from the go-for-primary-ignition dept.
The vehicle is due to enter service in 2020, gradually replacing the existing workhorse, the Ariane 5.
The prime contractor, the recently rebranded ArianeGroup, gave an update on the status of the programme here at this week's Paris Air Show.
"We're on track with our roadmap and Ariane 6 is progressing very well," CEO Alain Charmeau told BBC News.
"Perhaps the most spectacular highlight at the moment is the testing of our Vinci engine. It's a brand new engine that will be on our new, versatile upper-stage. And on Monday we had another successful test. We're now well above 100 hundred tests."
The Vinci can be stopped and restarted multiple times. It will permit the Ariane 6 to conduct a broader range of missions than its predecessor.
It can also bring the upper-stage out of orbit after it has dropped off the satellite payload. This is a nod to the tightening "clean space" requirements that demand rocket operators leave as little debris in space as possible.
Also mentioned were the A62 and A64 variants which feature a central, liquid-fueled (hydrogen and oxygen) core combined with either 2 or 4 solid-fueled boosters.
Previously, the EU-propped Ariane Group's CEO scoffed at the idea of pursuing reusable rockets (the upcoming Ariane 6 is fully expendable) due to Europe having a small market of 5-10 launches per year, as well as the potential effects on rocket-building jobs:
[Chief executive of Ariane Group, Alain] Charmeau said the Ariane rocket does not launch often enough to justify the investment into reusability. (It would need about 30 launches a year to justify these costs, he said). And then Charmeau said something telling about why reusability doesn't make sense to a government-backed rocket company—jobs.
"Let us say we had ten guaranteed launches per year in Europe and we had a rocket which we can use ten times—we would build exactly one rocket per year," he said. "That makes no sense. I cannot tell my teams: 'Goodbye, see you next year!'"
This seems a moment of real irony. Whereas earlier in the interview Charmeau accuses the US government of subsidizing SpaceX, a few minutes later he says the Ariane Group can't make a reusable rocket because it would be too efficient. For Europe, a difficult decision now looms. It can either keep subsidizing its own launch business in order to maintain an independent capability, or it can give in to Elon Musk and SpaceX, and Jeff Bezos and Blue Origin. Charmeau seems to have a clear view of where he thinks the continent should go.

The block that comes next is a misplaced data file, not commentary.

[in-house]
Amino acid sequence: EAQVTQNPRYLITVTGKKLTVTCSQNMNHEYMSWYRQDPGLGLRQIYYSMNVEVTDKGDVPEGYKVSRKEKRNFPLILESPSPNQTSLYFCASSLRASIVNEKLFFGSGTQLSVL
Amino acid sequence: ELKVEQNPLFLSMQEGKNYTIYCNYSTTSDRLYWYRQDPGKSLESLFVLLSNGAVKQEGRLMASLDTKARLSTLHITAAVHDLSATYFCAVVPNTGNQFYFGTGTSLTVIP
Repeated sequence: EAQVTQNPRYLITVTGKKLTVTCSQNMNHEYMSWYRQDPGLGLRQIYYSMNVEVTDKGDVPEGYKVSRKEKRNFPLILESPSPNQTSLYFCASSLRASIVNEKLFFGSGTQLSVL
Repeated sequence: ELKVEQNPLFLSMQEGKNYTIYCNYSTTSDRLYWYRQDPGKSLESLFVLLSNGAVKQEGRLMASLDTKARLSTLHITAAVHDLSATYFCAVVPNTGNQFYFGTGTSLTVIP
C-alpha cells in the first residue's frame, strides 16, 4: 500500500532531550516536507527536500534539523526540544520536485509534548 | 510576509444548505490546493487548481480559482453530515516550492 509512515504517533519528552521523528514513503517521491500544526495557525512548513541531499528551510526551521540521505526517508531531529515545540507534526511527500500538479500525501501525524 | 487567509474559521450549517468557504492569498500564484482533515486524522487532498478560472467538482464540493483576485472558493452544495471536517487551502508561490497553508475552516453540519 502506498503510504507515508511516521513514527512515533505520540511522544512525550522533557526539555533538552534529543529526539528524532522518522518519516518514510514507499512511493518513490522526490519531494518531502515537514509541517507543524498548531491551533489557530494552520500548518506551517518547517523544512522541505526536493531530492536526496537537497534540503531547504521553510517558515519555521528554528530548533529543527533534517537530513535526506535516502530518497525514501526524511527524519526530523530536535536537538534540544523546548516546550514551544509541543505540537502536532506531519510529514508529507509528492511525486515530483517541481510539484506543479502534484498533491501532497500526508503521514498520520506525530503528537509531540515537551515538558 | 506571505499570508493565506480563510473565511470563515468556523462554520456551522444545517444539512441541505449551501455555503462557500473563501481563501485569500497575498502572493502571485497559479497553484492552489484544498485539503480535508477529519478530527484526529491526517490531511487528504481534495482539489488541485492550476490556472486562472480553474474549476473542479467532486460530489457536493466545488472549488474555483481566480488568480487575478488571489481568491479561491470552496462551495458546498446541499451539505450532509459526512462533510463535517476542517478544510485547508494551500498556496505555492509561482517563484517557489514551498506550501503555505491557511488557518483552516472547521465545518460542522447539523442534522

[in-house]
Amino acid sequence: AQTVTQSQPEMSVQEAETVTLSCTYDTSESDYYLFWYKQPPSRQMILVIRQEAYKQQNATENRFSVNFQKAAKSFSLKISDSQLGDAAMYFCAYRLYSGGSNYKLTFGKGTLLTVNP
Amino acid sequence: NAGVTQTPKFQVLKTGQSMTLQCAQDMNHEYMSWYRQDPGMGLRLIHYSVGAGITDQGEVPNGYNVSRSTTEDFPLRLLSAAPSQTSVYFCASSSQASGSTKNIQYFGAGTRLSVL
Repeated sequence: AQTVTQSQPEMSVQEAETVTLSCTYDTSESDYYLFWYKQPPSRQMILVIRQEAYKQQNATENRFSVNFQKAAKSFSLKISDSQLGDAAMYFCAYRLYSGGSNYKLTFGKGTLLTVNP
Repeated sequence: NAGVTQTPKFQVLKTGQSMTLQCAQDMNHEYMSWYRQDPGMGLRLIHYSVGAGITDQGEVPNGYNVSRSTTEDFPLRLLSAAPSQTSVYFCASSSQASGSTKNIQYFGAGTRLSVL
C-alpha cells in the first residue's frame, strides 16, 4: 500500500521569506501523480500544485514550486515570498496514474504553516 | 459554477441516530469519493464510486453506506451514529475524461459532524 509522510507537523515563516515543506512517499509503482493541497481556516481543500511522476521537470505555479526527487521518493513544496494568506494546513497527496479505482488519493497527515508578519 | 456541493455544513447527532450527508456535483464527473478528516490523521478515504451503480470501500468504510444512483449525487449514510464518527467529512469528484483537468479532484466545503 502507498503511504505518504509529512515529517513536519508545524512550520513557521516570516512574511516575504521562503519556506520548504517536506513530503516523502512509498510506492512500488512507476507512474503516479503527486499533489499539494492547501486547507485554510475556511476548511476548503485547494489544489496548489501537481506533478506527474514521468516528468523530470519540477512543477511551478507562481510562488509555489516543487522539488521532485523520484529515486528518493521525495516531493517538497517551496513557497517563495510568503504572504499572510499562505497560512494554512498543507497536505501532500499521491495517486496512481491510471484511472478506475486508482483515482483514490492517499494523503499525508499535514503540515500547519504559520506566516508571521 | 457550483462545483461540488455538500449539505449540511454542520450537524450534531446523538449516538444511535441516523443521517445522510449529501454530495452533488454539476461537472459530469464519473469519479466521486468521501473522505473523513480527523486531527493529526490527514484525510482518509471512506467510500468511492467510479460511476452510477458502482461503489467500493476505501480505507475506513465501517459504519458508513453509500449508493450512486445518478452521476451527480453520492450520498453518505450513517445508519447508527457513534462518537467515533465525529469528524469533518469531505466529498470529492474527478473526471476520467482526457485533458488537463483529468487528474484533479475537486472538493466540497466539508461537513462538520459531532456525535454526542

Now, the attitude has changed:
This month, the European Commission revealed a new three-year project to develop technologies needed for two proposed reusable launch vehicles. The commission provided €3 million to the German space agency, DLR, and five companies to, in the words of a news release about the project, "tackle the shortcoming of know-how in reusable rockets in Europe."
This new RETALT project's goals are pretty explicit about copying the retro-propulsive engine firing technique used by SpaceX to land its Falcon 9 rocket first stages back on land and on autonomous drone ships. The Falcon 9 rocket's ability to land and fly again is "currently dominating the global market," the European project states. "We are convinced that it is absolutely necessary to investigate Retro Propulsion Assisted Landing Technologies to make re-usability state-of-the-art in Europe."
Ariane Group isn't one of the five companies, but then again, €3 million isn't a lot of money.
Even a fully reusable rocket is on the table:
[...] attitude of the new RETALT project appears to have indicated European acceptance of the inevitability of reusable launch vehicles. Engineers will work toward two different concepts. The first will be a Falcon-9-like rocket that will make use of seven modified Vulcain 2 rocket engines and have the capacity to lift up to 30 tons to low-Earth orbit. The second will be a more revolutionary single-stage-to-orbit vehicle that looks like the Roton rocket developed by Rotary Rocket about two decades ago.
They should mine Elon Musk's Twitter for clues. Try making the rocket out of stainless steel.